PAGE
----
Given that $1 \leq i,j \leq 6$ and that $1 \leq k \leq 12$, how many solutions there are given that $i+j>k$.

The problem appears when we have 2 players A and B. A using 2 dice (1 to 6 ) and B using one die (1 to 12). If the sum of the dice from player A respects $i+j>k$ then A won. If $i+j=k$ no one owns.

I've resolve it hard style, enumerating all the cases (from the 36 cases possibles for the sum of A) and I've found the answer. My problem is how can I use a more general rule for it.

I know I will have to use the stars-and-bars but I can't figure out out.

Any help/hint will be appreciated!


closed as off-topic by Mike Pierce, Shailesh, Daniel W. Farlow, JonMark Perry, user296602 Apr 14 '16 at 3:53

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  • $\begingroup$ There are $6 \cdot 6 = 36$ ordered pairs $(i, j)$ with $1 \leq i, j \leq 6$. $2 \leq i + j \leq 12$. Count how many ordered pairs yield each sum. $\endgroup$ – N. F. Taussig Apr 14 '16 at 0:57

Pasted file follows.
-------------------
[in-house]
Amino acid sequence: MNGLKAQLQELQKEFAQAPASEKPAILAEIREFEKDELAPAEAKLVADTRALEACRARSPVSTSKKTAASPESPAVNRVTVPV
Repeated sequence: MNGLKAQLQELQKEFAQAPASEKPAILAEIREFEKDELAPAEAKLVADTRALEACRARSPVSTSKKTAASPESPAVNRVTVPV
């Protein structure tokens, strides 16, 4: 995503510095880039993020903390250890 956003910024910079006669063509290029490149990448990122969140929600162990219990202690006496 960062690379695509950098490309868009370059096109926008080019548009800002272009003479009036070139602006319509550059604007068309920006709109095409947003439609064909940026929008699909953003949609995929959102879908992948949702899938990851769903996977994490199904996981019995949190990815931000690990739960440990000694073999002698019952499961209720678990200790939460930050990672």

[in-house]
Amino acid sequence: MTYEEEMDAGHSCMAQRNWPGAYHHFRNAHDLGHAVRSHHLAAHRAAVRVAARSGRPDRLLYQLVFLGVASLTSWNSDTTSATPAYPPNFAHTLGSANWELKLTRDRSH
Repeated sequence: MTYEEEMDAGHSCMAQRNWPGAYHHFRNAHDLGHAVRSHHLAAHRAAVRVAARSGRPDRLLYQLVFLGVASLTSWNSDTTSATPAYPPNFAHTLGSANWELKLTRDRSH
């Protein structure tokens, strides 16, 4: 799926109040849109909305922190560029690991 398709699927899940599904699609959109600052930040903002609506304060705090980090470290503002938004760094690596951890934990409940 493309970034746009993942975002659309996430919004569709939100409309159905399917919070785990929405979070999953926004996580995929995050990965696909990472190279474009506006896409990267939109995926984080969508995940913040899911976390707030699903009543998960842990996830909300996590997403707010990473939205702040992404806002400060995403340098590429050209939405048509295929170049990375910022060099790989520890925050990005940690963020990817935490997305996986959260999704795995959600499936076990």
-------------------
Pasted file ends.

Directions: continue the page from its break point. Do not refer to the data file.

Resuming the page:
The star-and-bars theorem says for any pair of positive integers n and k, the number of k-tuples of positive integers whose sum is n is equal to the number of (k − 1)-element subsets of a set with n − 1 elements. However in your case, I don't think using star-and-bars theorem is a good idea, because you have a restriction on i and j. So in this case, I would suggest counting the solutions when k equals different values and try to find a pattern.

I'm using (i,j) to denote value of i and j.

k=1: all possible combinations of i and j works, so that would be 6*6=36.

k=2: all possible combinations except (1,1), so that would be 36-1=35.

k=3: all possible combinations except (1,1),(1,2),(2,1), so that would be 36-3=33.


k=10: (5,6),(6,5),(6,6), 3 total ways

k=11: (6,6), 1 way

k=12: no combination of (i,j) satisfies.

We noticed that if we group k=1 and k=12, k=2 and k=11, k=3 and k=10 etc., each group has a 36 possible ways to choose i and j. We have 6 groups in total. Therefore, we have 36*6=216 possible solutions to the equation.

  • $\begingroup$ Hey! Thanks. I've done that. My problem (and sorry for not explaining it better on the question) is if there is any way to extract a more general thing from it. For example this case is simple because we have 1<= k <= 12 and i+j<k. But what if we had i,j,n ? $\endgroup$ – Bakayarou Apr 14 '16 at 15:54

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